Compensability—a claimant’s attempt to create a false medical record is not sufficient to overcome his own prior statements

Claimant was an insulation installer who alleged he injured his back on two separate occasions while working for the employer.  He claimed the initial incident occurred while he was jumping in and out of a vehicle to clean the windshield in a snow storm due to malfunctioning windshield wipers.  The second incident occurred while he was allegedly loading a ladder. Claimant did not immediately report either incident to his employer and testified that he was unable to report it because neither of his two supervisors was responding to his text messages nor answering their phones.  He also told one of his supervisors that he was going to the hospital for back pain but denied a work-related injury. One month after the alleged incident, claimant reported the “injury” to the general manager and was referred to an authorized treating physician (ATP). Claimant reported the wiper and ladder incidents to the ATP who opined that in the absence of any other explanation, claimant’s injury should be considered work-related and recommended various treatment.  Claimant asserted that the ATP’s records and causation opinion supported his testimony and a work-related injury. The Administrative Law Judge (ALJ) found claimant’s initial failure to report an injury as well as his denial of a work-related cause was more credible than his subsequent reports to the ATP and concluded that the ATP’s opinion was based on inaccurate information. The claim was denied and dismissed.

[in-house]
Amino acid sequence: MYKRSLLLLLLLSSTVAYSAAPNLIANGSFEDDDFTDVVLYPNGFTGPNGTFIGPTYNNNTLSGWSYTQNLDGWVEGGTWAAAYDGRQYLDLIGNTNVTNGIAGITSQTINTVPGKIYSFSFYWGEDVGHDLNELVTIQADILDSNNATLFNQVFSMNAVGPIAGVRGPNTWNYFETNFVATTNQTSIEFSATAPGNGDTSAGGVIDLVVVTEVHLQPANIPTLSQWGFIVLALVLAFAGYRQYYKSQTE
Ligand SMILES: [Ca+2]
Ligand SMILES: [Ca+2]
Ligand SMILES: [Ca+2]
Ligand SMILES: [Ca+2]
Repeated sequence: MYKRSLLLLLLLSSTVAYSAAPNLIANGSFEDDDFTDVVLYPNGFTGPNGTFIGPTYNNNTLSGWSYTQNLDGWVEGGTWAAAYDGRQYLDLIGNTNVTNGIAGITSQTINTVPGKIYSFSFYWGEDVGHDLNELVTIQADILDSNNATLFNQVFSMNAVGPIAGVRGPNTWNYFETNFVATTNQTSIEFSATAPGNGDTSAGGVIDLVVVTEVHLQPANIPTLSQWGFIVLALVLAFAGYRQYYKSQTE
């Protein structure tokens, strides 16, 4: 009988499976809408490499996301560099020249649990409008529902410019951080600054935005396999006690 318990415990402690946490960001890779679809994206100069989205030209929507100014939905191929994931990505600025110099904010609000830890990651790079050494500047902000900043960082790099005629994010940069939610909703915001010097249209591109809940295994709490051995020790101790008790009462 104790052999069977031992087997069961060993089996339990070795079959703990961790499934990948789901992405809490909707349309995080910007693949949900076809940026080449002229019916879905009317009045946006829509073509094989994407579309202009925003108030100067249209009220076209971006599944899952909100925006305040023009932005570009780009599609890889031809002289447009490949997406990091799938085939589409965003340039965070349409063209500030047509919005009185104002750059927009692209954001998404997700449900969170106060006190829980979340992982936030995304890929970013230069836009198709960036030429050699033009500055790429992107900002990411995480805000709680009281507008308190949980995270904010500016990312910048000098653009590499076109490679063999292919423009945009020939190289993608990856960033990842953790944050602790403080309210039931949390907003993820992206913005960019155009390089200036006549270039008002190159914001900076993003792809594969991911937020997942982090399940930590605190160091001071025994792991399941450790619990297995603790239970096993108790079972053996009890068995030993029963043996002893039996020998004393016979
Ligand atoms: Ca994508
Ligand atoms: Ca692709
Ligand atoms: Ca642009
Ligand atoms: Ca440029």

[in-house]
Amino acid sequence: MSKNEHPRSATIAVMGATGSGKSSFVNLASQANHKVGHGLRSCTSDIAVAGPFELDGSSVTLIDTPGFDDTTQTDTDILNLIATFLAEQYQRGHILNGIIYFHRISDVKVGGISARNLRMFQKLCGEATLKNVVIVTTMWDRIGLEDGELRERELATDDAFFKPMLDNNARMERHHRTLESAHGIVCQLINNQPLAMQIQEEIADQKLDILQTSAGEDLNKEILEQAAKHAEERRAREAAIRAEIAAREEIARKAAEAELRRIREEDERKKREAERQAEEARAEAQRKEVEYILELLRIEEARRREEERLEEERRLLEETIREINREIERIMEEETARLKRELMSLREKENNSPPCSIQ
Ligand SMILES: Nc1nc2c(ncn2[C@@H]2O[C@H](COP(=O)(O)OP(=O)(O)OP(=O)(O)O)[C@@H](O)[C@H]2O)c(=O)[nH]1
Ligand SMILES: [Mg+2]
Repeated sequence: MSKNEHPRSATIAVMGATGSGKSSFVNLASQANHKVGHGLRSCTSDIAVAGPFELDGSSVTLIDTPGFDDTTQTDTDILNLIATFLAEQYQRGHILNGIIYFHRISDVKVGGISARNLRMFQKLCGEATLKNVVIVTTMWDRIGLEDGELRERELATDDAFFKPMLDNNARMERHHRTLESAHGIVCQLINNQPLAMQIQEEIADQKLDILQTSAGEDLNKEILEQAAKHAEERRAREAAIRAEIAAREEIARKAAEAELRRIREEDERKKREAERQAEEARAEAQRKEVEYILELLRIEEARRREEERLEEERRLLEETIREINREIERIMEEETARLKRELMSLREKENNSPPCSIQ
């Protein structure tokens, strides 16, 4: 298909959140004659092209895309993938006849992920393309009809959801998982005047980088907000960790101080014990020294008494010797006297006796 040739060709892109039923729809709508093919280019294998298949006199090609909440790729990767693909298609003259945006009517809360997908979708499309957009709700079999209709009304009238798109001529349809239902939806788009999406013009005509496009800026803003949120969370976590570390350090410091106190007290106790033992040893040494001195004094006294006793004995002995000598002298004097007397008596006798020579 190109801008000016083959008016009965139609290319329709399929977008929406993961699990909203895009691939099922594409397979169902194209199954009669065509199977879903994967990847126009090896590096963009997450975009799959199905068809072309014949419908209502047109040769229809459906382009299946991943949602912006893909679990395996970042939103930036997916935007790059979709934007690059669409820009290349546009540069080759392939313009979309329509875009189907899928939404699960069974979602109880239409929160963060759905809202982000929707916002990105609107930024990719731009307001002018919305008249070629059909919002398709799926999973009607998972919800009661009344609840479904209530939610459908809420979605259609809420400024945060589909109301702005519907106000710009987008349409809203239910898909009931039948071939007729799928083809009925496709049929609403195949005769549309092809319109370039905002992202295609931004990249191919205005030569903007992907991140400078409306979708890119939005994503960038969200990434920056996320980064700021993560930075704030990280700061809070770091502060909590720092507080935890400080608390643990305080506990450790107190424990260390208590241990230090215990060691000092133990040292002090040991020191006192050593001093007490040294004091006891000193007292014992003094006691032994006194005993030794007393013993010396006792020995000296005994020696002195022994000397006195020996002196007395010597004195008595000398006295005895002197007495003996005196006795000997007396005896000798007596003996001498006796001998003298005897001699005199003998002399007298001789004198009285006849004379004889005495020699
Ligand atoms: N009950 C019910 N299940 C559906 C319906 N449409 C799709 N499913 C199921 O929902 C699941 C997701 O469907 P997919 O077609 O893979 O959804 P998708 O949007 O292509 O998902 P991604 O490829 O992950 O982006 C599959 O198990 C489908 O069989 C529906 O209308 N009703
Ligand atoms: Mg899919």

Cesar Martinez-Villalobos v. Truteam & Ace American Insurance, W.C. 5-104-509 (January 10, 2019)

Would you like to know more?  Contact Michelle Prince at mprince@pollartmiller.com or 877-259-5693.

 

From the February 2020 Newsletter

2020-02-28T09:18:54+00:00